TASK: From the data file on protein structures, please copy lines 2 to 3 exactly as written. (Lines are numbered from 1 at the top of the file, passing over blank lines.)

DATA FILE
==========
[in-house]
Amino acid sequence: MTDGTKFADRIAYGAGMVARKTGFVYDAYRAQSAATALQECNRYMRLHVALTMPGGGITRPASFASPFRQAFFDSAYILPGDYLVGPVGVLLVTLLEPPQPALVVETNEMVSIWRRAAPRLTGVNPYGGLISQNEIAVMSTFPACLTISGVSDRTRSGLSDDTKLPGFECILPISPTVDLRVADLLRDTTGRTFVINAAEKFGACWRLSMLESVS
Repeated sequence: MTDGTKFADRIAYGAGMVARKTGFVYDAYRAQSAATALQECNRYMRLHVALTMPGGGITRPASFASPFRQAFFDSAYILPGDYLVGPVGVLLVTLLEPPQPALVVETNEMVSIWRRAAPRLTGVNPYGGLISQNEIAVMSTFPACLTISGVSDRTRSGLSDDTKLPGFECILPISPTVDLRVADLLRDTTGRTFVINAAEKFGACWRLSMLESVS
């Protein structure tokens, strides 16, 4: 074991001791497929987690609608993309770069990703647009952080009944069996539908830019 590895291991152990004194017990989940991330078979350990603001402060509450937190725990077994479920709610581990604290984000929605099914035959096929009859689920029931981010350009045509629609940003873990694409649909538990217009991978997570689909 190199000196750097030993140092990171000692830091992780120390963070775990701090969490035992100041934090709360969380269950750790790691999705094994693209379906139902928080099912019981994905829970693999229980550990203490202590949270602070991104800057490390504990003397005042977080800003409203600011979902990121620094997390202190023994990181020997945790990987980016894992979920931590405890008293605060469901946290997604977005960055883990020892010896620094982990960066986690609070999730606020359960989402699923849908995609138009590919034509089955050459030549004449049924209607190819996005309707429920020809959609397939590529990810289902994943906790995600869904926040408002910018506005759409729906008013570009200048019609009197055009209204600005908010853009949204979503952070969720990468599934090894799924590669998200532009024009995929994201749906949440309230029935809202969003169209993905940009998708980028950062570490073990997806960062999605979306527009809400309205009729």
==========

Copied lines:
Amino acid sequence: MTDGTKFADRIAYGAGMVARKTGFVYDAYRAQSAATALQECNRYMRLHVALTMPGGGITRPASFASPFRQAFFDSAYILPGDYLVGPVGVLLVTLLEPPQPALVVETNEMVSIWRRAAPRLTGVNPYGGLISQNEIAVMSTFPACLTISGVSDRTRSGLSDDTKLPGFECILPISPTVDLRVADLLRDTTGRTFVINAAEKFGACWRLSMLESVS
Repeated sequence: MTDGTKFADRIAYGAGMVARKTGFVYDAYRAQSAATALQECNRYMRLHVALTMPGGGITRPASFASPFRQAFFDSAYILPGDYLVGPVGVLLVTLLEPPQPALVVETNEMVSIWRRAAPRLTGVNPYGGLISQNEIAVMSTFPACLTISGVSDRTRSGLSDDTKLPGFECILPISPTVDLRVADLLRDTTGRTFVINAAEKFGACWRLSMLESVS